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Women's Day 2020 #EachforEqual


I was born the day before International Women’s Day twenty seven years ago. I like to think I fought my way out of my mother’s womb because I was eager to join the chorus of voices, some in screams and others through song, who celebrate women in all their diversity and who understand that action for accelerating gender equality is still acutely needed. Be this actually true or not (honestly, I was much more concerned about feeding and sleeping!), it has carried me to where I am today. Living on the fringe of one of Kolkata’s red light areas is causing me to learn from sisters, friends and aunties alike what it means to really dream of a world liberated through gender equality. With fibres of romanticism about this fight slowly having made an exodus from my rhetoric, I still wouldn’t choose to be anywhere else.

I consider it a profound privilege to be part of the crew at The Loyal Workshop. It is an incessantly humble reminder that in the words of Lilla Watson, an Indigenous Australian artist and activist, ‘trying to help’ is a waste of time if we don’t understand that our liberation is intimately connected with those who we seek to stand in solidarity with. Liberation from the systems and people and messages that oppress can only flourish if we appreciate our own mix of vulnerability, pain, and bravery as well as our neighbour’s, and choose to continue showing up to fight together anyway. Our yearning and fighting for gender equality, women’s stories of suffering, and our moments of championing are indeed more intimately connected than we can know. What my relationships at the workshop have taught me is that dreaming about a world where gender equality exists means first welcoming a simple sense of needing and choosing one another. Genuine mutuality is always an equalizer.

This year’s International Women’s Day theme is Each for Equal. It champions the notion that collectively, all of us can help create a gender equal world. One where the women in our neighbourhood don’t have to live in fear of reporting domestic violence to the police for anxiety of being told it’s their fault. Where access to information and care for women’s health issues isn’t percieved as shameful. Where women aren’t ruthlessly held to traditional gender roles by threats from partners, family members and neighbours. Where girls have the same access and inspiration to receive an education as boys. Where the character of unmarried women is not questioned or second-guessed. Where girls are not trafficked or commodified, and women are not forced to sell their bodies for the demands of male customers. Honestly, somedays the list almost seems inexhaustible. At Loyal, we move in a neighbourhood where the lives of women are gut-wrenchingly frought with this type of inequality, gender-based discrimination and violence, and systemic injustice. Having seen their extraordinary resilience, courage and resolve, I have concluded that I can only stand in awe of what they carry, rather than judgement of how they carry it. Maybe it is this posture which has taught me that fighting for a gender equal world means acknowledging those who bear the weight of much inequality, rather than insulating ourselves from them. Insulating is easy when the fight for gender equality isn’t perceived as personal. However, acknowledging one another’s struggle moves us towards liberation.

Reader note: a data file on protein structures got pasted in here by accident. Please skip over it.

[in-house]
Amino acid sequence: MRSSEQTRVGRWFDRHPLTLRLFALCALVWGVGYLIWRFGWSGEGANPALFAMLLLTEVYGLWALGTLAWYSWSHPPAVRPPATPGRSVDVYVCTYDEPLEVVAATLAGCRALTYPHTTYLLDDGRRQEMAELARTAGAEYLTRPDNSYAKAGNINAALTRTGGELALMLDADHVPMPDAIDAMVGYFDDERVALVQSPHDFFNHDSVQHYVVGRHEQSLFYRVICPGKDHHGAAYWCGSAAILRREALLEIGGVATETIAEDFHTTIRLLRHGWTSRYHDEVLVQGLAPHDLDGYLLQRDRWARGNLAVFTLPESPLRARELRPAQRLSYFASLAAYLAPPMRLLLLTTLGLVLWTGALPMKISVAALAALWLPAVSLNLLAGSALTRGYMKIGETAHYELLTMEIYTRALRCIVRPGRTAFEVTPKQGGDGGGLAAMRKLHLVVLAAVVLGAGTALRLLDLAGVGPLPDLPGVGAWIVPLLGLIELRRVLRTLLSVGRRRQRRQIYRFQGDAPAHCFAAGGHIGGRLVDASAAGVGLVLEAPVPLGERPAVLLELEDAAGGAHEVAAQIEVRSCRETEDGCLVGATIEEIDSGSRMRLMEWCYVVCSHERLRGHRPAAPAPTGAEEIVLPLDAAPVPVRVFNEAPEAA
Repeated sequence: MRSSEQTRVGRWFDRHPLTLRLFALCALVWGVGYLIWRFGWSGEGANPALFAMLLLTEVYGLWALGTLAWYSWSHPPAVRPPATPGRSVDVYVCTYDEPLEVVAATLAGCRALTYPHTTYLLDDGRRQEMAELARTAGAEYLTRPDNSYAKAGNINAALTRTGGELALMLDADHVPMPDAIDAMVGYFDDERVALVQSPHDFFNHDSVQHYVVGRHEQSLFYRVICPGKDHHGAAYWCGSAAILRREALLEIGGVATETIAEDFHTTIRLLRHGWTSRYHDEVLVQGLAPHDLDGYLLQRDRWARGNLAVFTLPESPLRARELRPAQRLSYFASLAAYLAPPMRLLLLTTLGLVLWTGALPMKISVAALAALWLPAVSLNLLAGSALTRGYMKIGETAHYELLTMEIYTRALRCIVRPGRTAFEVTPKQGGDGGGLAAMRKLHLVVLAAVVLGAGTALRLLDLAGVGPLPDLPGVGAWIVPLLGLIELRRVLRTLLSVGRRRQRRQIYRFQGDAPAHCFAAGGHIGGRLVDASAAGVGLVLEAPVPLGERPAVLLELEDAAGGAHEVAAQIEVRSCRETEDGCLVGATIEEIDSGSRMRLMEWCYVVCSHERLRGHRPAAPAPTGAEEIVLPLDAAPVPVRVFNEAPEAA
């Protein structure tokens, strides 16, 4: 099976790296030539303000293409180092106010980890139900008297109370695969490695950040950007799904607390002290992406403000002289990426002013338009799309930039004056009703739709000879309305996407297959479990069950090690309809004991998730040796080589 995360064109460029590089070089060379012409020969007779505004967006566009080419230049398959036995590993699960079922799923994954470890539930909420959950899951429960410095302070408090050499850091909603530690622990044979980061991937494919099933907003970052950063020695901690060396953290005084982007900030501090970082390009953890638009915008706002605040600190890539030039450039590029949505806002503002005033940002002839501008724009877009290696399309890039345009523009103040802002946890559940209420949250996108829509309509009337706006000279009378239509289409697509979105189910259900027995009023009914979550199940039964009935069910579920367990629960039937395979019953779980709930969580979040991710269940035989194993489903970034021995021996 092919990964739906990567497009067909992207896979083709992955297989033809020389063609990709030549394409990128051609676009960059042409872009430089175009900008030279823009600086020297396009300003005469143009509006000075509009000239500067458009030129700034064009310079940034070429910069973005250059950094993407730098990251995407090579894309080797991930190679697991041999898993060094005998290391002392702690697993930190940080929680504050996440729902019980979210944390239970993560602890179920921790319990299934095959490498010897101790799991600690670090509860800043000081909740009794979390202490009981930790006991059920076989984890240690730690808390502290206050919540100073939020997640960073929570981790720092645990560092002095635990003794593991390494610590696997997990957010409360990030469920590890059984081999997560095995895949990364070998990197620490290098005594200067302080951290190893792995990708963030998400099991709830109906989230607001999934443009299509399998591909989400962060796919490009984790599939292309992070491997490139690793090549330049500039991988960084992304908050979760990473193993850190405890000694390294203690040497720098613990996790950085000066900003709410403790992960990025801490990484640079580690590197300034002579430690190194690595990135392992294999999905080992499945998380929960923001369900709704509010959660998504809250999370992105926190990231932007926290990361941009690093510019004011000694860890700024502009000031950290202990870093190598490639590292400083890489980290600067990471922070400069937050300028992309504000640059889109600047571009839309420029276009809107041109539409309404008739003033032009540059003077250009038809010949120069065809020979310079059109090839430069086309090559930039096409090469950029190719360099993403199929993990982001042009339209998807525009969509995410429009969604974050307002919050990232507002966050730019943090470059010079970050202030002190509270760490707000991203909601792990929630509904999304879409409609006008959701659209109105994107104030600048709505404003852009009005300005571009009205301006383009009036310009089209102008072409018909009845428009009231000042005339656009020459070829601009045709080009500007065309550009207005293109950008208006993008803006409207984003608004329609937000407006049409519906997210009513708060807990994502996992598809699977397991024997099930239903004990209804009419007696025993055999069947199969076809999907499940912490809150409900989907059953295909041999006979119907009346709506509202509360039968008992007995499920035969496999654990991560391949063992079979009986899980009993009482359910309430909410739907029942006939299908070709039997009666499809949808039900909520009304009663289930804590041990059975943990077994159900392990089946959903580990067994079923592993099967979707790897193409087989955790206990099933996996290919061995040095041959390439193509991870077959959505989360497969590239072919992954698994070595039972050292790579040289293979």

Indian author, Arundhati Roy, said it straight when she stated, “There’s really no such thing as the ‘voiceless’. There are only the deliberately silenced or the preferably unheard.” The women who surround me daily are individuals with strong opinions and stories from their lives, with questions and answers about the world, with experiences ranging from dignifying to distressing, with nuggets of gold that we miss if we don’t turn an ear.

One Loyal artisan who is passionate about seeing her daughter flourish in a world different to the one she grew up in, recently voiced, “Where people said there is no way, I am opening a way for my daughter. Although there is no rest in my body, the struggle is worth it because through struggling so hard I am now seeing my daughter happy and transformed. Even a little of that brings me a lot of happiness.” In the year gone, another artisan boldly stated, “Women often suffer at the hands of another… This change has to start with us.” Another passionately and frequently says, “If we spread the word to one woman at a time, then more women will be able to gain freedom… If we share about freedom opportunities in this way, looking to help each other, then lots of women will gain the opportunity for freedom.” I am reminded regularly in conversation with them that making steps toward gender equality and liberation necessitates the simple and sacred act of listening, most especially to the voices of women from the margins.

Harriet Tubman, the American abolitionist who was born into slavery, escaped and subsequently lived to free others, once said, “I prayed to God to make me strong and able to fight, and that’s what I’ve always prayed for ever since.” And so, may we be strong as we stand and fight for #EachforEqual. Moreover, may our fight be informed by our need for each other, may it be held by our awe of women who carry much, and may it be shaped by listening to the voices of women from the margins. May you choose to join the chorus of voices and may you choose to not be anywhere else.